Microsoft currently has two Windows Azure datacenters in the United States, one in the Northwest and one in the South. When developers deploy their applications to the Windows Azure cloud, they'll be able to specify the geography and the datacenter at which the applications will run, Yi explained.

Geolocation will help with legal requirements for data residency and mobility when Microsoft rolls out its international datacenter. That international rollout is planned for the end of February, Yi said.

Microsoft also added support in Windows Azure for FastCGI, which is a protocol is used to connect applications to external Web servers. Developers can use "Visual Studio Tools for Windows Azure" to package these apps. The FastCGI addition reflects Microsoft's policy of supporting programming languages other than .NET-based ones in Windows Azure, such as PHP, Python and Ruby.

Lastly, Windows Azure now supports .NET full trust, which enables the full use of the .NET library and provides a bridge to the cloud for existing code assets, according to Yi. It facilitates the ability of developers to take managed code assets and redeploy them in Windows Azure, he explained. However, a Microsoft blog warned CTP testers utilizing .NET full trust that they face some registry modification restrictions on Windows Azure.

Microsoft is providing redundant code support for CTP testers after a Friday 13th incident that caused some Windows Azure services to fail. Microsoft's servers began to slow and fail after "a routine operating system upgrade" was performed, company officials explained.

"For all of our CTP users, we realized that this issue would not have happened if there were actually redundant instances for users deploying to Windows Azure," Yi said. "So, for all our CTP users, they will [now] have at least two instances available to deploy their applications."

Many users perhaps would like to run Windows Azure on their own server farms. However, that's not in Microsoft's plans, Yi explained.

"What we described as Windows Azure will not be a SKU for enterprise customers to try to create their own cloud and it's not something that we would be licensing to hosters," Yi said. Doing so wouldn't be practical because of Microsoft's hardware design for "massive multitenancy," he added.

However, Microsoft does envision closer integration of Windows Azure with Windows Server. "Over time, there [will be] shared innovation and shared features…between Windows Azure and Windows Server," Li said.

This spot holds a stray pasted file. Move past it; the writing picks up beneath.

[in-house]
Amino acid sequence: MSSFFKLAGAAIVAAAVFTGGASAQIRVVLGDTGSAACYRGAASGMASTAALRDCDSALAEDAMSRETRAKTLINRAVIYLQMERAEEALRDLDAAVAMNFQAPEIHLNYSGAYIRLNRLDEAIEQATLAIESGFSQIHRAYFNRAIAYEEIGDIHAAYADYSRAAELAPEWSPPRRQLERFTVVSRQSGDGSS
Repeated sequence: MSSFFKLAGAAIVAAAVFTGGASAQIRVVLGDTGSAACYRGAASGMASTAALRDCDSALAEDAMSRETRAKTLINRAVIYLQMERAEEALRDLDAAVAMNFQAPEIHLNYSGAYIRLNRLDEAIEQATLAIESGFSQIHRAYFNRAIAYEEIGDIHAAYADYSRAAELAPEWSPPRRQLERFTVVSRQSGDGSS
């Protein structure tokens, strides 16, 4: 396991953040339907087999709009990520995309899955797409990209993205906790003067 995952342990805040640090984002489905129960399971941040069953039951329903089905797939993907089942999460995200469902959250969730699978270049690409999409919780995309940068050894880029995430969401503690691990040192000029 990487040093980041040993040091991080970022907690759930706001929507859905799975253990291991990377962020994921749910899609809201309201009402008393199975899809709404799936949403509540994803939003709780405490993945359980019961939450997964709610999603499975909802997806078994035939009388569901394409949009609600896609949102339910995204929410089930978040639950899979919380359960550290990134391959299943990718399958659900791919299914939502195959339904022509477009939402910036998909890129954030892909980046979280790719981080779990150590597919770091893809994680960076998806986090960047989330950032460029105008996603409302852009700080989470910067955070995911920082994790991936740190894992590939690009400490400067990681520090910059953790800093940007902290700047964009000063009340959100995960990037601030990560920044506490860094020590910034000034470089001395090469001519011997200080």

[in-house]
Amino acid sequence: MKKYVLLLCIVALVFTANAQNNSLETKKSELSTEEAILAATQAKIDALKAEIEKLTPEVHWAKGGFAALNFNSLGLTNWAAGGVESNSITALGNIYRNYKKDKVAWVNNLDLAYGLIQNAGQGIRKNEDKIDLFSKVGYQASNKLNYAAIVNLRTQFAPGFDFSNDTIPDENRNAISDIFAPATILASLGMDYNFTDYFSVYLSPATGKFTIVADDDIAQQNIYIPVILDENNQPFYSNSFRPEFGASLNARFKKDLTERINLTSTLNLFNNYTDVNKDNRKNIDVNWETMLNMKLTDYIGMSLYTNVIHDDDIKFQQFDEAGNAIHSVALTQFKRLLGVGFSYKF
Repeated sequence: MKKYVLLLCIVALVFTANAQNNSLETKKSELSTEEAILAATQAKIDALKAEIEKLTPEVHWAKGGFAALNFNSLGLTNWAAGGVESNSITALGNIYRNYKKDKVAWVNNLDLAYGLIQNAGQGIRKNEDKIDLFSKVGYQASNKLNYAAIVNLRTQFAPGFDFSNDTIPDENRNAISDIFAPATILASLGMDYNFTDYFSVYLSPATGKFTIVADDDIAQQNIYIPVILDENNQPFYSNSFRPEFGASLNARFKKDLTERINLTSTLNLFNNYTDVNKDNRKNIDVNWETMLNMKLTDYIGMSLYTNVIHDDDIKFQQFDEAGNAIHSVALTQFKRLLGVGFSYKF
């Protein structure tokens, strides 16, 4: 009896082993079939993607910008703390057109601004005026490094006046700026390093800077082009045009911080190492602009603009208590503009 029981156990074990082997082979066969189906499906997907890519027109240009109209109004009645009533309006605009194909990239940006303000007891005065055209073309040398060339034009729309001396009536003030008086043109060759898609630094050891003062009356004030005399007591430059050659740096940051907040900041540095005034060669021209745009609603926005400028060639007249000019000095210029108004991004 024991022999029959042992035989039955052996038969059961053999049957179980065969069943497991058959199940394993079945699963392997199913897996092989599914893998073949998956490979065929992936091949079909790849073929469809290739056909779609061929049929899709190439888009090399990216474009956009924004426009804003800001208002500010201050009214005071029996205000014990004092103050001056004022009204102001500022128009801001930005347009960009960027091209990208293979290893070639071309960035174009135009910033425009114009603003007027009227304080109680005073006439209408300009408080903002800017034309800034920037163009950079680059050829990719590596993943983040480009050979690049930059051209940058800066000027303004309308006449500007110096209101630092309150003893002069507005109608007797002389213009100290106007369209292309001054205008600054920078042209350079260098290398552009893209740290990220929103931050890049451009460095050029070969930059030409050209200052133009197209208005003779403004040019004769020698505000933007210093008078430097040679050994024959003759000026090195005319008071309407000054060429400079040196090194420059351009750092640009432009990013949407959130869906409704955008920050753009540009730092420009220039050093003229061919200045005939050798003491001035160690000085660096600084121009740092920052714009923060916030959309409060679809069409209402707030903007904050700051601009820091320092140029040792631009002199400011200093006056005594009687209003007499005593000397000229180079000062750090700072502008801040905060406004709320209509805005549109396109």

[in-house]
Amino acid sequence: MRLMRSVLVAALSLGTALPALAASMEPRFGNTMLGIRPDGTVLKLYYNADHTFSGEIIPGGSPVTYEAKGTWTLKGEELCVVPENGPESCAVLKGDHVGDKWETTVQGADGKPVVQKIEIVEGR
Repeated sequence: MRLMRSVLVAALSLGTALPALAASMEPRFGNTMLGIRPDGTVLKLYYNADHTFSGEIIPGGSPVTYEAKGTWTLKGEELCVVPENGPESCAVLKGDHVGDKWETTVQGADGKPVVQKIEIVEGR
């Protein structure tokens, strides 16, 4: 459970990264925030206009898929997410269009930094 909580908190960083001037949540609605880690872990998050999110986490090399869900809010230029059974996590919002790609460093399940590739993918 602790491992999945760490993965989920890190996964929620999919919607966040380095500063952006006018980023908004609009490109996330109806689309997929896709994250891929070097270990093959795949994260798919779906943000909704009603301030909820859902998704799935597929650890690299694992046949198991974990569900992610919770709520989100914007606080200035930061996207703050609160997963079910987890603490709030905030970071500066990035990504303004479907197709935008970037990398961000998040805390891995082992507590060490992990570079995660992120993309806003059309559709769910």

Microsoft is also planning to deliver "a full relational database in the cloud" via SQL Services that will be available in the "second half of 2009," Li said. Microsoft is currently shifting its strategy in response to customer preferences. Customers want the hosted version of SQL Server to work like the on-premises installed version.

"On March 10, we announced an updated roadmap to SQL Data Services," Yi said. "So the current model for SQL Services that we announced at PDC we will be transitioning to offering a full relational database that offers a lot more compatibility with what you see with an on-premises SQL Server database."

Microsoft currently offers two online database services. SQL Services runs on Windows Azure, while SQL Data Services is a second Microsoft cloud-based service.

For blob data, Windows Azure Storage is the best place to store the data, Yi said. For purely relational data, SQL Data Services is the place to put it right now, he added.

Microsoft has migrated only a few of its online applications to the Windows Azure platform since its October debut, according to a recent Ars Technica article. Steve Martin, Microsoft's senior director of developer platform product management, is quoted in the article as saying that "only Live Meeting, Live Mesh, and a select few other infrastructure technologies are currently running off of Azure."

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Thursday, March 19, 2009

Microsoft Releases Final Internet Explorer 8 Product

Internet Explorer 8 will be released to the Web as a final product on Thursday, according to Microsoft. The announcement marks an end to engineering fixes at the Release Candidate 1 stage, which Microsoft has been working on since January.

Some RC1 testers and Web developers had hoped to see an RC2 version of the Web browser released first, but Microsoft's Internet Explorer engineering team took a different view.

"In the case of IE 8, we were very much focused on quality all along the way," explained Amy Barzdukas, senior director of Internet Explorer, in a phone interview. "By treating the RC like it was a final release, we were able to bring out an RC that was much more complete in many ways."